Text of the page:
Larry Fink, in his annual letter to shareholders, said BlackRock would continue to work with fossil fuel companies © Mark Lennihan/AP

Russia’s invasion of Ukraine will reshape the world economy and further drive up inflation by prompting companies to pull back from their global supply chains, BlackRock chief executive Larry Fink has warned.

“The Russian invasion of Ukraine has put an end to the globalisation we have experienced over the last three decades,” Fink wrote in his annual letter to shareholders of BlackRock, which oversees $10tn as the world’s largest asset manager.

While the immediate result had been Russia’s total isolation from capital markets, Fink predicted “companies and governments will also be looking more broadly at their dependencies on other nations. This may lead companies to onshore or nearshore more of their operations, resulting in a faster pull back from some countries.”

“A large-scale reorientation of supply chains will inherently be inflationary,” Fink wrote, in a wide-ranging 10-page letter that also addressed the invasion’s effect on the energy transition and cryptocurrencies, and which updated investors on BlackRock’s business lines and the reopening of its main offices.

The letter did not mention any specific country that would be hurt by the shifts, but Fink wrote that “Mexico, Brazil, the United States, or manufacturing hubs in Southeast Asia could stand to benefit”. Other investors have argued that the last group could substitute for China, where BlackRock last year launched a set of retail investment products.

Fink has advocated for companies in which BlackRock invests to do more to address climate change. His letter predicted that the Russian invasion would affect the transition to cleaner energy.

Initially, the search for alternatives to Russian oil and natural gas “will inevitably slow the world’s progress toward net zero [emissions] in the near term”, he wrote.

“Longer-term, I believe that recent events will actually accelerate the shift toward greener sources of energy” because higher prices for fossil fuels would make a broader range of renewables financially competitive, he wrote.

Though climate activists want investors to shun fossil fuels entirely, Fink rejected this approach, as he did in his January letter to chief executives. “BlackRock remains committed to helping clients navigate the energy transition. This includes continuing to work with hydrocarbon companies,” he wrote. “To ensure the continuity of affordable energy prices during the transition, fossil fuels like natural gas will be important as a transition fuel.”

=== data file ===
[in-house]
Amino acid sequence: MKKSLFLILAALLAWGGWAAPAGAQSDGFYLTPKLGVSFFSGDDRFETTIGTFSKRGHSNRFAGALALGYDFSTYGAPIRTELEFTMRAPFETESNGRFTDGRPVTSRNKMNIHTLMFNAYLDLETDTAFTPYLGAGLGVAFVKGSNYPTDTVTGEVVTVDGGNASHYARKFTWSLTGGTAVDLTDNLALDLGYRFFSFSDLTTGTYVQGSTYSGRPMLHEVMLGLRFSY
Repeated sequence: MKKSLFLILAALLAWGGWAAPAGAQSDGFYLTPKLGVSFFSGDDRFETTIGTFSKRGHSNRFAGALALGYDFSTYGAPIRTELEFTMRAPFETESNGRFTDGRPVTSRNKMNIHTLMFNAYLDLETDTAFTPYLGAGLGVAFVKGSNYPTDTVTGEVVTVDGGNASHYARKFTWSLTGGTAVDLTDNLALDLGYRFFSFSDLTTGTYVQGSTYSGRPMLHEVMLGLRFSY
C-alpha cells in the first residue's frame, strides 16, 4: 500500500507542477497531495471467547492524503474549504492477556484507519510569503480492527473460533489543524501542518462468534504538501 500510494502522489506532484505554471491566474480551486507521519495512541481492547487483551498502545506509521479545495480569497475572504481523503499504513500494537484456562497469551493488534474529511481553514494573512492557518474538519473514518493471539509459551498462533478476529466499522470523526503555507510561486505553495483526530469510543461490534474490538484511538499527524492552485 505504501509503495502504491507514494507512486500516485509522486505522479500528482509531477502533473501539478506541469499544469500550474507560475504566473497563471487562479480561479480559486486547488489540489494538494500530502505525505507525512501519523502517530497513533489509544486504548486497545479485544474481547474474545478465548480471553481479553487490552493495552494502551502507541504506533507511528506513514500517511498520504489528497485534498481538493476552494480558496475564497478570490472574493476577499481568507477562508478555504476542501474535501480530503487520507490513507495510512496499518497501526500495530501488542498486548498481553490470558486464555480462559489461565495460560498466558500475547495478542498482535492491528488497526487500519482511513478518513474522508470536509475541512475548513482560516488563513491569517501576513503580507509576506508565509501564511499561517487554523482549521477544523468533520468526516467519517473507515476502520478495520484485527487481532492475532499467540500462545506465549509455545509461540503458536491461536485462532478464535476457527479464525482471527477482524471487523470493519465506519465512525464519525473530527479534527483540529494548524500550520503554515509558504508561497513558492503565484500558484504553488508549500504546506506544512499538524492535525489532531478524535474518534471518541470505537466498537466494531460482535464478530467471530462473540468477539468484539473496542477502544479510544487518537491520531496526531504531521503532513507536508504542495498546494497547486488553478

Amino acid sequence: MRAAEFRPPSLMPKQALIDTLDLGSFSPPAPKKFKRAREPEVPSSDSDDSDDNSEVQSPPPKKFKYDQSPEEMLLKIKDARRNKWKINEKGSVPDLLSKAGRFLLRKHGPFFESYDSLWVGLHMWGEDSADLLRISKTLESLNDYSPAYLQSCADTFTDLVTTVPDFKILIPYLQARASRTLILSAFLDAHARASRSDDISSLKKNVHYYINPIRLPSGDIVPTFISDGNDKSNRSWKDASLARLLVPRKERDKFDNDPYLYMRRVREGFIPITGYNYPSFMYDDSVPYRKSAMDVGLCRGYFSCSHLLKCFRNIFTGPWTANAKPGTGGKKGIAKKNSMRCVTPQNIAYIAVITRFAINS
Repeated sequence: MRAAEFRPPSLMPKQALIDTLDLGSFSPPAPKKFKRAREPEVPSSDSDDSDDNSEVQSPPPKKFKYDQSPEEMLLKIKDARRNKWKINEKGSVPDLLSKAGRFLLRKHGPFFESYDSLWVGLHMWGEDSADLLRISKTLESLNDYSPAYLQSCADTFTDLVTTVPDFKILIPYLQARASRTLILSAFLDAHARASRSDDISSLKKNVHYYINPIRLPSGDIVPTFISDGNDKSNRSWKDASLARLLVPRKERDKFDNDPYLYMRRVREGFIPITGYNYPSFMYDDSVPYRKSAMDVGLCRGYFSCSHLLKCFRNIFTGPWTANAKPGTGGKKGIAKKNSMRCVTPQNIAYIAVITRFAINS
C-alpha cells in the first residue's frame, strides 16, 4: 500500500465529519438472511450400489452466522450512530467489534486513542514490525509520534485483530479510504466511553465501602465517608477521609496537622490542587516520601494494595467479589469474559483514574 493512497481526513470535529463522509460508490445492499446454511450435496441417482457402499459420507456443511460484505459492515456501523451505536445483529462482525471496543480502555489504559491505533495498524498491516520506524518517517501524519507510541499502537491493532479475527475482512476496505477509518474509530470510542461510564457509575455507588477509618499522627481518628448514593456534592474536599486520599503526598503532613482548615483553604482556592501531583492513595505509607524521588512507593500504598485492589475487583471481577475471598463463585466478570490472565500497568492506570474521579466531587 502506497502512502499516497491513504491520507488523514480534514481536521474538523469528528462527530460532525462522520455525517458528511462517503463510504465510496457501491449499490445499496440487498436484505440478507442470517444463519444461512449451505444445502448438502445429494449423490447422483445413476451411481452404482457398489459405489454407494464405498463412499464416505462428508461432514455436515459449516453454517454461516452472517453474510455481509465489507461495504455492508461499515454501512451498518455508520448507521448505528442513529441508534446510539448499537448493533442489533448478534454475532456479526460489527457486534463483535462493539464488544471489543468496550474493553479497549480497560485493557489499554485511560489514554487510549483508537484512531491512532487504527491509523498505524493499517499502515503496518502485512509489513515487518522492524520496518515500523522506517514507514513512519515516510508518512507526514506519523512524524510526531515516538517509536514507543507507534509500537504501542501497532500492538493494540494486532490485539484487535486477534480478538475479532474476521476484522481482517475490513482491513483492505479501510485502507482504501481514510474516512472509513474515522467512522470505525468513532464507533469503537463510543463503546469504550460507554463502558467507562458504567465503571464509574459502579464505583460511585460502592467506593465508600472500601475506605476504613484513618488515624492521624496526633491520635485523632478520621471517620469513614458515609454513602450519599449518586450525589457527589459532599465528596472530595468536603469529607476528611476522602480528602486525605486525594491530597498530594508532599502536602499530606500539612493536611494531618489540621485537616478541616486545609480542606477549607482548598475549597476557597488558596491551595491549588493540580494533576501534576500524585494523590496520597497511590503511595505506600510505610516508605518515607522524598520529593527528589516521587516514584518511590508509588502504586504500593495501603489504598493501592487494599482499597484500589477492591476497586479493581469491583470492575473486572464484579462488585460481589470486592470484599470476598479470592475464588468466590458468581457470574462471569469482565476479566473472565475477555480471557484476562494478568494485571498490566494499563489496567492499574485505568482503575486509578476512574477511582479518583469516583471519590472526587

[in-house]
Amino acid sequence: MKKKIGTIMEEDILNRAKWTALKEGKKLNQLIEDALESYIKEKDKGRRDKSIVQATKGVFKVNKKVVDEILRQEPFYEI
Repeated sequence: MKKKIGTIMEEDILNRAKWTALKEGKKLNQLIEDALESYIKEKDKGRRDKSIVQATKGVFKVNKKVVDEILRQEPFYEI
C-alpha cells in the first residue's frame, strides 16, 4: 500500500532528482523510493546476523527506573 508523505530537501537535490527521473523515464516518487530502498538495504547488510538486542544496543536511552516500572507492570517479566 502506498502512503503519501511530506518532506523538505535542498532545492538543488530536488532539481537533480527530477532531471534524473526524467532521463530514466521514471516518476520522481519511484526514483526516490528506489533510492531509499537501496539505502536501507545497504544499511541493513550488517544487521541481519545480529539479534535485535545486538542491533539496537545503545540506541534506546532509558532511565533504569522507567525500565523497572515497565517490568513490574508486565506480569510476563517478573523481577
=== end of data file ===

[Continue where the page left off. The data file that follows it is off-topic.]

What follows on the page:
In one of his first comments on cryptocurrencies, Fink drew attention to the Ukraine war’s “potential impact on accelerating digital currencies . . . A global digital payment system, thoughtfully designed, can enhance the settlement of international transactions while reducing the risk of money laundering and corruption.”

He told investors that owing to increasing client interest, BlackRock was studying digital currencies and the underlying technology.

Fink commiserated with his shareholders over a rocky start for financial markets this year, in which BlackRock shares are down almost 20 per cent. “I share your disappointment in our stock’s performance year-to-date. But we’ve faced challenging markets before. And we’ve always managed to come out better and more prepared on the other side,” he wrote.

He also noted that the company was coming off “the strongest organic growth in its history” in 2021 when buoyant markets and rising interest in alternative assets and exchange traded funds brought $540bn of net inflows.

Looking ahead, Fink made clear that BlackRock wants employees back in the office but will not be among those employers who insist on a complete return to pre-pandemic norms. “Working together, collaborating and developing our people in person is essential for BlackRock’s future,” he wrote. “There are certain conversations that can’t be replicated on a video call . . . We lose the space, the creativity, and the emotional connectivity that come from being together in person.”

“At the same time, we recognize the pandemic has redefined the relationship between employers and employees. To retain and attract best-in-class diverse talent, we need to maintain the flexibility of working from home at least part of the time,” he said.

Letter in response to this article:

Fink risks overstating the threats to global trade / From Malcolm Gooderham, Senior Partner, Elgin Advisory, London W1, UK

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